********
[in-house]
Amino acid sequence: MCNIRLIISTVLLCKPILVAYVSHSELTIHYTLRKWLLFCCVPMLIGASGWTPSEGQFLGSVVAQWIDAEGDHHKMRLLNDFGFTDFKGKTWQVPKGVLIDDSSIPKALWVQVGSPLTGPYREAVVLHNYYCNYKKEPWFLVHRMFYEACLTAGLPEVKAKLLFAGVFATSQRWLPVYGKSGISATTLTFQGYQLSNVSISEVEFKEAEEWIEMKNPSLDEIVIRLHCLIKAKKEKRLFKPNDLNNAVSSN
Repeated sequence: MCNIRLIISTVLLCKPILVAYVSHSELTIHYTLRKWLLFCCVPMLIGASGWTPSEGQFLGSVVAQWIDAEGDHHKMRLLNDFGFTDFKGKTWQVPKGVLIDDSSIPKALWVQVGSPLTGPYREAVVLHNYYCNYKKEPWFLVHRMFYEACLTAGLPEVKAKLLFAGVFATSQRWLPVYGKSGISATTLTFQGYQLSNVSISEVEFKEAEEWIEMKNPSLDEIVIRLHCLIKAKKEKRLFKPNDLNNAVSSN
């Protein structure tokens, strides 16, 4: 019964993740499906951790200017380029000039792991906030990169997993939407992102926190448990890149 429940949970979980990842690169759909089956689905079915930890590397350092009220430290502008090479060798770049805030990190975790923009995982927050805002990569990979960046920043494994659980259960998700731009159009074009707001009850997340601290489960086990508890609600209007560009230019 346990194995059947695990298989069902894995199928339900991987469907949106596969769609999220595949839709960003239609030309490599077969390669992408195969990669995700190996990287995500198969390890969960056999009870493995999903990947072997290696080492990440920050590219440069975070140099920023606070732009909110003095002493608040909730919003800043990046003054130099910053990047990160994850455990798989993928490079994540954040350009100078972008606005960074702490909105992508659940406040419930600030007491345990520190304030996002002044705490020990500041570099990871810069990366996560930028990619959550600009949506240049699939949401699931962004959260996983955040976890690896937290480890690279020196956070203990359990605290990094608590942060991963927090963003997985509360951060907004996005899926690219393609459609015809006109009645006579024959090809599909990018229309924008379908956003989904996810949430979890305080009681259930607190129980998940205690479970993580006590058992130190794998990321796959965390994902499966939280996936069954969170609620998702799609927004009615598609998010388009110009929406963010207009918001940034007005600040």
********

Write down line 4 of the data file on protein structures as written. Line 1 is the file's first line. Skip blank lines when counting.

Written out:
């Protein structure tokens, strides 16, 4: 019964993740499906951790200017380029000039792991906030990169997993939407992102926190448990890149 429940949970979980990842690169759909089956689905079915930890590397350092009220430290502008090479060798770049805030990190975790923009995982927050805002990569990979960046920043494994659980259960998700731009159009074009707001009850997340601290489960086990508890609600209007560009230019 346990194995059947695990298989069902894995199928339900991987469907949106596969769609999220595949839709960003239609030309490599077969390669992408195969990669995700190996990287995500198969390890969960056999009870493995999903990947072997290696080492990440920050590219440069975070140099920023606070732009909110003095002493608040909730919003800043990046003054130099910053990047990160994850455990798989993928490079994540954040350009100078972008606005960074702490909105992508659940406040419930600030007491345990520190304030996002002044705490020990500041570099990871810069990366996560930028990619959550600009949506240049699939949401699931962004959260996983955040976890690896937290480890690279020196956070203990359990605290990094608590942060991963927090963003997985509360951060907004996005899926690219393609459609015809006109009645006579024959090809599909990018229309924008379908956003989904996810949430979890305080009681259930607190129980998940205690479970993580006590058992130190794998990321796959965390994902499966939280996936069954969170609620998702799609927004009615598609998010388009110009929406963010207009918001940034007005600040």